What digital revolution?

27 May, 2008 at 7:56 am 3 comments

Last year, while a few New Media lecturers (read digital evangelists) in the Rhodes Journalism department were sporting cool t-shirts that said “Print is dead”, my Writing & Editing lecturers (read print loyalists) were citing figures about increased newspaper circulation and proclaiming that online news will never replace the print medium.

Since changing from writing to a new media specialisation this year, I’ve been on the hunt for one of these t-shirts. Not to wear right now though, but just to keep in my closet and pull on when the time is right.

Let’s face it: South Africa is nowhere near a digital media revolution at present. Not when only about 11% of all South Africans have Internet access. Not when the majority of the people in this country are struggling to afford the basic necessities, let alone an ADSL line or 3G modem. Not even when 83 out of 100 South Africans have mobile phones, but not necessarily the airtime or the technology to surf the Net. And not when more people are reading newspapers.

Still going strong
The Audit Bureau of Circulation’s figures show that South African newspaper circulation has increased by a small margin between 2006 – 2007. The circulation of daily newspapers has grown by 2.7%, weekly papers by 5.4% and weekend newspapers by 4%. The latest All Media and Products Survey results are also impressive: there are 14 572 million newspaper readers in the country, and 46.8% of South Africans over the age of 16 read a newspaper.

It seems print is not dead;it’s alive and well.

However, one must consider the bigger picture of Living Standard Measures (LSMs) and demographics when thinking about South Africa’s print newspapers and their digital editions. SA’s leading daily, The Daily Sun has almost five million readers, whose monthly household income is around R4 541. Compare this with the 467 000 Mail & Guardian readers, whose monthly income is about R14 598 – or Business Day readers, who have R18 953 a month in household income. I’m not saying that a print newspaper’s readers are also its only digital newspaper’s readers, but the point is that those who have disposable income to spend on an Internet connection are mostly middle-class, educated, employed citizens who prefer a particular type or quality of media. This explains why the Mail & Guardian and Business Day have online websites, and The Daily Sun doesn’t… yet.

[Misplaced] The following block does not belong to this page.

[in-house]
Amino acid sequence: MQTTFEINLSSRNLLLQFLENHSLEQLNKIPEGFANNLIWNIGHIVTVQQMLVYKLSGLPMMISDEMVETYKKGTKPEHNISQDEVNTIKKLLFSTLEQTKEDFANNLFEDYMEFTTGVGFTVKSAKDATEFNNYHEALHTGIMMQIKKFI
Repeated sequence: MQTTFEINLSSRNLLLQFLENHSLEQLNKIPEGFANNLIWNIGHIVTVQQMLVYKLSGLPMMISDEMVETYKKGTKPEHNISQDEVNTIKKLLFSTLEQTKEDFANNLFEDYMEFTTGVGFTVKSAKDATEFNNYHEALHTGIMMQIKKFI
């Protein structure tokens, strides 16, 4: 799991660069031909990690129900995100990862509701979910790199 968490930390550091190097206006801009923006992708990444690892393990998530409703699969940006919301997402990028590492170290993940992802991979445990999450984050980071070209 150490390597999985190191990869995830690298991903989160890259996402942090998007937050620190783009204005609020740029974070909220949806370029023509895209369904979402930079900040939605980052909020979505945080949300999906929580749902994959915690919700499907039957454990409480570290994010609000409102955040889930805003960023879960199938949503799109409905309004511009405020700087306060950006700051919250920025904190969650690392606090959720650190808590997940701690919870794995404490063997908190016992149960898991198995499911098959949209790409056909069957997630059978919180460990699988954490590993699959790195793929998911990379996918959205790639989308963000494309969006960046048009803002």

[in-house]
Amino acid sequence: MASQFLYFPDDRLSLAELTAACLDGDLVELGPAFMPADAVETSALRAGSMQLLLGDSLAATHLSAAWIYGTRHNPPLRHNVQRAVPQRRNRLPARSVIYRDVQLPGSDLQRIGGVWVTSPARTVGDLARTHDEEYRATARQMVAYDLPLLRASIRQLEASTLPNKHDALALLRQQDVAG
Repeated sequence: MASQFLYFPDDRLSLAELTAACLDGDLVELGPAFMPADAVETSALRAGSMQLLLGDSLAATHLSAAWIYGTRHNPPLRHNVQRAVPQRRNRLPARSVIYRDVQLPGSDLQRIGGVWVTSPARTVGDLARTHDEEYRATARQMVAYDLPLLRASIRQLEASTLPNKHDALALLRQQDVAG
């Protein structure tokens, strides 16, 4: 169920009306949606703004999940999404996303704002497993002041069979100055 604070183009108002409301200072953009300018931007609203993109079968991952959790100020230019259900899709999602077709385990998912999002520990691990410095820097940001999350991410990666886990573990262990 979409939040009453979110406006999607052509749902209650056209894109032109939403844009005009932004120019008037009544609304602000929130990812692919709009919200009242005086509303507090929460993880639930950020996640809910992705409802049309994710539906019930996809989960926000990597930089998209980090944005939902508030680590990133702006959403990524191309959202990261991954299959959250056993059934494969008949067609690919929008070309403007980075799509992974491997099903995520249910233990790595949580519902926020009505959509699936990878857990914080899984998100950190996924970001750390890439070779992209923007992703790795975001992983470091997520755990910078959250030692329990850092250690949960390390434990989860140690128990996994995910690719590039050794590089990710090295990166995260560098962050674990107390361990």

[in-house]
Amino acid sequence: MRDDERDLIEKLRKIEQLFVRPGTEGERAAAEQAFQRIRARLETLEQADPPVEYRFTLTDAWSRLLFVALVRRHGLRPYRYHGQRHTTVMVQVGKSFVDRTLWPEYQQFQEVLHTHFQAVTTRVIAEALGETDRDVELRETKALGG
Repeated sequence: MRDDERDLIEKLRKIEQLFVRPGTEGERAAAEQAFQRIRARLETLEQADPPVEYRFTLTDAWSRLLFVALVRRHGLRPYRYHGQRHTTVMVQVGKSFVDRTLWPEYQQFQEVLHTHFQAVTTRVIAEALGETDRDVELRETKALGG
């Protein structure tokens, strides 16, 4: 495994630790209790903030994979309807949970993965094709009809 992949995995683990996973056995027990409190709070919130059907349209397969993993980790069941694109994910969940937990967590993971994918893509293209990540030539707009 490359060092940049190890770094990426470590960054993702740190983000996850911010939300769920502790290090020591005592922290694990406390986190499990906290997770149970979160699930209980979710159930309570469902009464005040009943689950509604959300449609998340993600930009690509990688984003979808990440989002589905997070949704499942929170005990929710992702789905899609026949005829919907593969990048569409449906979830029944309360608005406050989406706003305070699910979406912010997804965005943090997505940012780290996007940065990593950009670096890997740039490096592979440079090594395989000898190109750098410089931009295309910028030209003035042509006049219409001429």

Internet boom
According to the AMPS and Online Publishers Association (OPA) reports, Internet usage is on the increase too, but what’s most interesting is that South Africans are using it to consume media, not just Facebook.

News24.com is South Africa’s most popular website on the OPA’s Top 10 list, with more than 1.1 million unique browsers since March this year. That’s a growth of a whopping 44% since March 2007!

The other online news website to make the list is Independent Online (IOL), with 585 000 unique browsers, up 15% since March last year.

Local news websites dominate the list of the fastest growing websites in South Africa. The Engineering News, Mining Weekly, Carte Blanche, Sowetan, and SundayWorld websites have registered a user increase of 100% or more during March 07 – March 08.

These impressive figures are great news for SA’s digital media, because it means more people are consuming and interacting with their content.

Social media and access
The increased popularity of local online media is due to the fact that they’ve realised the importance of Web 2.0 and social media for traditional journalism. It’s simple: in order to attract more web users, news sites have to offer them more than inverted-pyramid style stories… and even more than multimedia news.

So they’ve brought on the blogs ( M&G’s Thought Leader and Tech Leader, News24’s blogging portal), bookmarking (Laaikit, Digg, Del.icio.us), a bit of citizen journalism (readers can submit pics and stories), q-&a services (Answerit) and of course, the inclusion of a comments box for readers to have their say.

Both M&G and News24 have jumped on the social networking bandwagon and created Facebook applications so users can read the latest headlines on their profiles. They’ve gone mobile too, by delivering breaking news alerts, weather reports, and even the lotto numbers to users via sms.

Die Burger has gone a step further by instituting a web-first policy, which sees them break their news stories online instead of in their print edition.

All these strategies are working well, but, at the risk of sounding like a tape on rewind, they’re only available to the five million of us who have the option of accessing them.

That’s a digital divide, not a digital revolution. And definitely not a digital democracy.

When South Africa’s internet access statistics begin to rise as high as its fuel and food prices, then I’ll throw on my “Print is dead” t-shirt and not feel like a pretentious idiot for wearing it.

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Twittering your breakfast – and the earthquake in China Hiatus

3 Comments Add your own

  • 1. Pam  |  9 June, 2008 at 5:10 pm

    What a great post! I followed the link here off your Twitter profile (hello 🙂 and I’m glad (albeit slightly envious) to see that the quality of work coming out of Rhodes is WAY better than when I was studying there, um, a long time ago. Actual research in a blog post! I’m impressed.

  • 2. bloggingsocialmedia  |  10 June, 2008 at 9:04 am

    @Pam: Thanks 🙂 I bet they also drilled sourcing and verification into you when you were at Rhodes.

  • 3. Tongue-Tickle  |  26 June, 2008 at 7:49 am

    hi there, i think you’re the same qudsiya who’s commented on my blog 🙂 … i stumbled upon your blog from twitter!

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